- Consider a French door refrigerator, rather than a side-by-side or single door model. The French door will maximize your fresh food storage capacity, (and handle catering trays, which a 36" side-by-side won't do). Its narrower door swing also works better in tighter spaces.
French Door refrigerators, like this countertop-depth freestanding model from GE Monogram, can be ideal for small kitchens
Your smaller kitchen needn't feel like a cave. Enhanced lighting will give it the illusion of greater size, while improving your ability to work in the space. You can opt for a luxurious ceiling fixture, as you'll likely need just one, rather than two to four to top large double islands. You can also go for high-quality LED lights below your wall cabinets to illuminate your counter tops. They are pricier, but you'll need fewer of them, and they may outlast your stay in the home. You can also look for the types of LED lights that install just below countertops to illuminate drawers, and those that go into deep, dark base cabinets to make it easier to find your stored items.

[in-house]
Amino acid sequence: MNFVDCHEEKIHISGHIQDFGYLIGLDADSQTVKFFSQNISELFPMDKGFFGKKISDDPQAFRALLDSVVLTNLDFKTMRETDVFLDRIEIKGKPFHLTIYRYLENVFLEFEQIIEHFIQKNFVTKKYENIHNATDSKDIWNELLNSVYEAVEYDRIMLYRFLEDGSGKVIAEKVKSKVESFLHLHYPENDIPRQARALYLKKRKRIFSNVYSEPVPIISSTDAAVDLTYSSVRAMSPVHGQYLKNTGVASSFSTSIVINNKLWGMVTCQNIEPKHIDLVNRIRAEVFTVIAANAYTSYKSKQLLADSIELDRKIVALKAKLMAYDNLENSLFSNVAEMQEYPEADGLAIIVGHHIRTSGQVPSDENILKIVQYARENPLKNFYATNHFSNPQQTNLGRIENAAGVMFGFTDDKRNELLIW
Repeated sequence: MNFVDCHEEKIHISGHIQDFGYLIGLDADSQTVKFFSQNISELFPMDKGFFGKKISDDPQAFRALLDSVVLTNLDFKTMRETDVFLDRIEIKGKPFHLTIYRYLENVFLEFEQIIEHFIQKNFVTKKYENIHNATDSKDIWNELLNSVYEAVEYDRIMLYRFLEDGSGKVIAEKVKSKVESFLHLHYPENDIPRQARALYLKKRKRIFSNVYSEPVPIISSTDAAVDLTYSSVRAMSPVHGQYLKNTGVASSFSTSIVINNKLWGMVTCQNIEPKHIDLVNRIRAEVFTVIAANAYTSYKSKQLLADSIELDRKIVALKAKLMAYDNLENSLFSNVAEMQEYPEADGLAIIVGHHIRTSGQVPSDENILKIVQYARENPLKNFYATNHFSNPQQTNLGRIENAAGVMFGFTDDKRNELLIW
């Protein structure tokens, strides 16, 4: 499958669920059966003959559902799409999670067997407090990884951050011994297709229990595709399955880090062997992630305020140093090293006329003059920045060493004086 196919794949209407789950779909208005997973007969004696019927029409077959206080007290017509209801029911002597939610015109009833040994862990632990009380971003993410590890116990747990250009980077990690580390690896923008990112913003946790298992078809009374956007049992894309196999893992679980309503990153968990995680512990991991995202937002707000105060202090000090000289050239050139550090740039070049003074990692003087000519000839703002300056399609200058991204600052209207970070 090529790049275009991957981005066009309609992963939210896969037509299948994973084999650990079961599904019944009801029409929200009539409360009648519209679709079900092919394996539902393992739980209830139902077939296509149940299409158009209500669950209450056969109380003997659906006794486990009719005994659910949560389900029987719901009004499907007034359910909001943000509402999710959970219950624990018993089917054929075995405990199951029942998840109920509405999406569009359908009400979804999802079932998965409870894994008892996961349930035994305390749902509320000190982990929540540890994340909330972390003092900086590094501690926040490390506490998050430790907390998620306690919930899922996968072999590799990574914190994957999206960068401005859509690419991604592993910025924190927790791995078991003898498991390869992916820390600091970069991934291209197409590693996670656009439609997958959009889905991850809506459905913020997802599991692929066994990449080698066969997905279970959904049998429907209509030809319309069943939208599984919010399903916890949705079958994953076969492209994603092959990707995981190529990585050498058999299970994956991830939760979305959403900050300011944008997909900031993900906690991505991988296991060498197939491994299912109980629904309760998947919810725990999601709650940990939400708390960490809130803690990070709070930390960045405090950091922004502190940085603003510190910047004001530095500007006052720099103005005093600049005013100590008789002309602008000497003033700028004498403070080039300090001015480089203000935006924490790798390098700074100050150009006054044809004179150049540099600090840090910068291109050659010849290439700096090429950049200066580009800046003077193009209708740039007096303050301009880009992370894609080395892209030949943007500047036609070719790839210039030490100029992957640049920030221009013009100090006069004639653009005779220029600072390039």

Small kitchens typically call for just one dramatic ceiling light, rather than multiples. This one from Rejuvenation
Another advantage of small kitchens with fewer cabinets is that you can opt for some of the luxuries that would be far pricier in a large kitchen. These include stacked moldings to the ceiling, glazes, distressed finishes, decorative glass inserts and corbel-style bar supports for traditional kitchens. Small contemporary kitchens can take advantage of exotic woods, stainless accent pieces, and premium lacquer finishes.
The stacked molding, fluting, and furnished cabinetry ends would have been much pricier in a larger kitchen. I designed this one for a client's island getaway home
I expect that my next kitchen will be much smaller than my current one, as I anticipate downsizing in the next year. With some clever planning, I know I can overcome the storage shortcomings. And I'm actually looking forward to the design opportunities described here! (Look for a future series on the remaking of a designer's own kitchen!)
Visit the Sensible Style box on the right column for links to all the posts in this ongoing series.